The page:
We can cut costs by simply identifying addicts through failed pre-employment drug tests, offer counseling, and if after 2 years they still haven't found a job, TANF will expire regardless. It's not that I believe that we should be on the hook for them for their entire lives. However, targeting them to be austrucised doesn't seem like a good plan. Why not just treat them like any other welfare recipient?


Addiction is tough, for the people who suffer from it and their families. I don't understand why we should add to the burden of being poor and addicted, by abandoning these people and relegating them to a life on the street and jails.

3 years, 6 months ago

anyone may be on drugs. welfare isn't about a person's vices. marijuana is no worse than alcohol. are you also going to insist that people on welfare can't drink?

3 years, 6 months ago

we are close to an agreement here, but I can't agree with some plan that gives money to people that may be on drugs. I think welfare needs to require a drug test, and give peoe who failed a choice. rehab, or no money.

3 years, 6 months ago
Sosocratese
replied to...

I don't agree with failed drug tests being a stipulation of obtaining welfare, unless treatment programs are part of the process. I just can't see the benefit of forcing people into homelessness and crime due to addiction. I can't see the benefits of placing children into the foster care system due to their parent's disease. The only rational way to use drug testing is to use it as a way to identify individuals in need of treatment. Using it as a punitive measure simply adds cost, both in the social sense and in the monetary sense.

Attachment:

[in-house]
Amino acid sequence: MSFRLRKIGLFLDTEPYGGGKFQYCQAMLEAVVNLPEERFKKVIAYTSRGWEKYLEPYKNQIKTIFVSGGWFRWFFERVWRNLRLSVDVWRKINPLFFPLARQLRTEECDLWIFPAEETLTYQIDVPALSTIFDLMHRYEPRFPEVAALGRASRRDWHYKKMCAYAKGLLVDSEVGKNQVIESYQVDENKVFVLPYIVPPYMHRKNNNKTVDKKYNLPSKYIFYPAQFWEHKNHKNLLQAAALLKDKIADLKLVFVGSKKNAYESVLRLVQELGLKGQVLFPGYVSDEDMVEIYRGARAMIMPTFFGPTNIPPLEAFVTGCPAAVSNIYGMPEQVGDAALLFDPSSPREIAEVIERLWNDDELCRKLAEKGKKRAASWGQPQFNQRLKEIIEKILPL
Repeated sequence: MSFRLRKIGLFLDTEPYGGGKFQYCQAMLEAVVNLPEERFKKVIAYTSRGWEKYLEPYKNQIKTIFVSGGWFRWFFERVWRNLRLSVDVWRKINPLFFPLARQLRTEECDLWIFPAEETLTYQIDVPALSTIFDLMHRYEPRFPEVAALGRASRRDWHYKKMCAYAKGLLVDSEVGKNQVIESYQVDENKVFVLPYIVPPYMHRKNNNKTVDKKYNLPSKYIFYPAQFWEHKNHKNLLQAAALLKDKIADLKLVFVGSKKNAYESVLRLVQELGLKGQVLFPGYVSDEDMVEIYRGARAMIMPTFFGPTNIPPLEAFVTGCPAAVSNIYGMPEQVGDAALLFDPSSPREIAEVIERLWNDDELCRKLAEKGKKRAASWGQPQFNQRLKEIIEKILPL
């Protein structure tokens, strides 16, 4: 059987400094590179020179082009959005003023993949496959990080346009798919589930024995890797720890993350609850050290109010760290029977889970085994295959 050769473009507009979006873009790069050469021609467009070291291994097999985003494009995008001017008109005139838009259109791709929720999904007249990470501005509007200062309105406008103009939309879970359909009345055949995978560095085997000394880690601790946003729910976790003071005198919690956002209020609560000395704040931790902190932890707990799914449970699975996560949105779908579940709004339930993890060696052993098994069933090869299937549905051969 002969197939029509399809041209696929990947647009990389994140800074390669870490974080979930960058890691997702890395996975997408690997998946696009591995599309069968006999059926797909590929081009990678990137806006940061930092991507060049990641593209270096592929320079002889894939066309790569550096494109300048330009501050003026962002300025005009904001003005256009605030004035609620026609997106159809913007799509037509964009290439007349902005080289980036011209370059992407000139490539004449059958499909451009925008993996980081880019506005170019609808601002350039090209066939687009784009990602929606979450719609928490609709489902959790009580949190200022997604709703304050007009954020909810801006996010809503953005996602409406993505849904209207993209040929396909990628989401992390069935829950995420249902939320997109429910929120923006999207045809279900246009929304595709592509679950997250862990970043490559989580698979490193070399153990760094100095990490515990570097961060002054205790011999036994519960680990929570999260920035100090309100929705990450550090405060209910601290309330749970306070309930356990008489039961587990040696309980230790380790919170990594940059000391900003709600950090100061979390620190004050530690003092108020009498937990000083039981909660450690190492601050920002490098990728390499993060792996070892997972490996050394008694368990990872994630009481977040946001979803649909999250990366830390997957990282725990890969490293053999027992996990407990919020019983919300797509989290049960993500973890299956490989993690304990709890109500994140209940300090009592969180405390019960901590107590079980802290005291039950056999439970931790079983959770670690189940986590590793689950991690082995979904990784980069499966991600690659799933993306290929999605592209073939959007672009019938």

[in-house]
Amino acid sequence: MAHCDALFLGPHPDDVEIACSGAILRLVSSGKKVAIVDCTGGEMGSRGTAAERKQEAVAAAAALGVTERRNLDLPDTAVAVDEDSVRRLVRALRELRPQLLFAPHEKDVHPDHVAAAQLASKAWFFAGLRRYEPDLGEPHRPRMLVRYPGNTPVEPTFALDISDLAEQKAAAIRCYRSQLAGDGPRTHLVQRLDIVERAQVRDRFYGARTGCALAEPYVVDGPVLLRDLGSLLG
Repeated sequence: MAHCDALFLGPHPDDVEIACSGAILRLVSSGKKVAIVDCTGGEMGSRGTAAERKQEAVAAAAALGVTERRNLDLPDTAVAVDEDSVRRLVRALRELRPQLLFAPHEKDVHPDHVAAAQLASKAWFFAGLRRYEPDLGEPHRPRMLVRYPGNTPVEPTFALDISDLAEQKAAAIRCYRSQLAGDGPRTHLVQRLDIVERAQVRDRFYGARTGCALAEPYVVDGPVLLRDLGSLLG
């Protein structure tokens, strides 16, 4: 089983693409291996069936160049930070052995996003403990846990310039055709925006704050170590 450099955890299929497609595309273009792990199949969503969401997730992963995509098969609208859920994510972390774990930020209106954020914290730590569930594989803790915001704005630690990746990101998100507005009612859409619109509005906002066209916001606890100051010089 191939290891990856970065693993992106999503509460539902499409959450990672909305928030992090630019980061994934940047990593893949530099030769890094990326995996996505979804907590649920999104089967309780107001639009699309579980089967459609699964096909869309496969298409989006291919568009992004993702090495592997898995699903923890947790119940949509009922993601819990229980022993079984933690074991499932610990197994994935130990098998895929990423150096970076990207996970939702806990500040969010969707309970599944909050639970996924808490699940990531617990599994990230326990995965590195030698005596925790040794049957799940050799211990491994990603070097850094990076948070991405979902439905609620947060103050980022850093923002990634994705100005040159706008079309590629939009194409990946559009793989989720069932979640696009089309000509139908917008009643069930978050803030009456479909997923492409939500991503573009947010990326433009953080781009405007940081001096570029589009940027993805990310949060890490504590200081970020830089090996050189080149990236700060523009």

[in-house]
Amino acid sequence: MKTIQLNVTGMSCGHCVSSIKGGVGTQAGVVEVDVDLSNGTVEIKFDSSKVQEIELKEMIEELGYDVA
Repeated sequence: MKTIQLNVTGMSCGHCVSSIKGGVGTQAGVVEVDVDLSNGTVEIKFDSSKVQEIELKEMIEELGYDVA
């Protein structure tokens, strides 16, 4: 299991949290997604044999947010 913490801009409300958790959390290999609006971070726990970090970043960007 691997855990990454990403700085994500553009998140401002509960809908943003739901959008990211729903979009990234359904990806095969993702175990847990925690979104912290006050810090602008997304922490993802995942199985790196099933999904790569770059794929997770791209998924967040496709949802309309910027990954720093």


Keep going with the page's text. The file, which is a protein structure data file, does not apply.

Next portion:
If jobs don't require pre-employment drug tests, then of course it can't be part of their welfare requirements. So I would argue that using it as an identifier, not a qualifier is the only morally, socially, and fiscally responsible method of using drug tests in the welfare system.

3 years, 6 months ago

So you want the employers taking the drug tests? and the goverment, seeing a fail, makes the person take rehab, or they don't get money?
that would be better then giving drug users drug money.

3 years, 6 months ago

Can't test for high levels of alcohol since alcohol levels can't be measured unless the person is actively intoxicated at the time of testing.

I think the best option would be to have drug counseling tied to failure of pre-employment drug tests. So have the welfare office expand their job placement programs to include follow ups. If a person is denied employment for a failed drug test then you can implement a stipulation to require drug treatment.

The problem with having the government conduct the drug tests is that government has too much red tape that makes a cheap procedure like drug testing relatively expensive. Furthermore, having the government conduct such tests and attach stipulations to it opens up lawsuits and litigation. Since employment is already part of the welfare requirements, and a lot of employers already have drug testing programs, you can save money and piggy back off of their testing absolving the government of litigation costs and responsibilities for the accuracy of those tests.